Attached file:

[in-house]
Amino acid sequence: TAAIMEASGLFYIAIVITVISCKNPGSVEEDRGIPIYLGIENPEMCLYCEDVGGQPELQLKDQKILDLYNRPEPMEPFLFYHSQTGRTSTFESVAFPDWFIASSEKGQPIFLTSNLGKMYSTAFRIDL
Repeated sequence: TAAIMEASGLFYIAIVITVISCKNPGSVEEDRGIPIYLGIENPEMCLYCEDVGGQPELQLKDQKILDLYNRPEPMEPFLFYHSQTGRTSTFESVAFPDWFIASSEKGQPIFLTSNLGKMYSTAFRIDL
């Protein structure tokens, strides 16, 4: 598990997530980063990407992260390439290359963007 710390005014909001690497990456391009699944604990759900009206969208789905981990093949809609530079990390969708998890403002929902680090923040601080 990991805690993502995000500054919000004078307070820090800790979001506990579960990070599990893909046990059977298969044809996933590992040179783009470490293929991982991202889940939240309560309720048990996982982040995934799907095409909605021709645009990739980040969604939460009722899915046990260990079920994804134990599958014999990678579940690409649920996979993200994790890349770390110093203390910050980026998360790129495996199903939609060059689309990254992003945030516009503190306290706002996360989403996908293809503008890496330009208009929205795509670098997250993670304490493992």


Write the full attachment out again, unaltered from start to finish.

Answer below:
[in-house]
Amino acid sequence: TAAIMEASGLFYIAIVITVISCKNPGSVEEDRGIPIYLGIENPEMCLYCEDVGGQPELQLKDQKILDLYNRPEPMEPFLFYHSQTGRTSTFESVAFPDWFIASSEKGQPIFLTSNLGKMYSTAFRIDL
Repeated sequence: TAAIMEASGLFYIAIVITVISCKNPGSVEEDRGIPIYLGIENPEMCLYCEDVGGQPELQLKDQKILDLYNRPEPMEPFLFYHSQTGRTSTFESVAFPDWFIASSEKGQPIFLTSNLGKMYSTAFRIDL
């Protein structure tokens, strides 16, 4: 598990997530980063990407992260390439290359963007 710390005014909001690497990456391009699944604990759900009206969208789905981990093949809609530079990390969708998890403002929902680090923040601080 990991805690993502995000500054919000004078307070820090800790979001506990579960990070599990893909046990059977298969044809996933590992040179783009470490293929991982991202889940939240309560309720048990996982982040995934799907095409909605021709645009990739980040969604939460009722899915046990260990079920994804134990599958014999990678579940690409649920996979993200994790890349770390110093203390910050980026998360790129495996199903939609060059689309990254992003945030516009503190306290706002996360989403996908293809503008890496330009208009929205795509670098997250993670304490493992």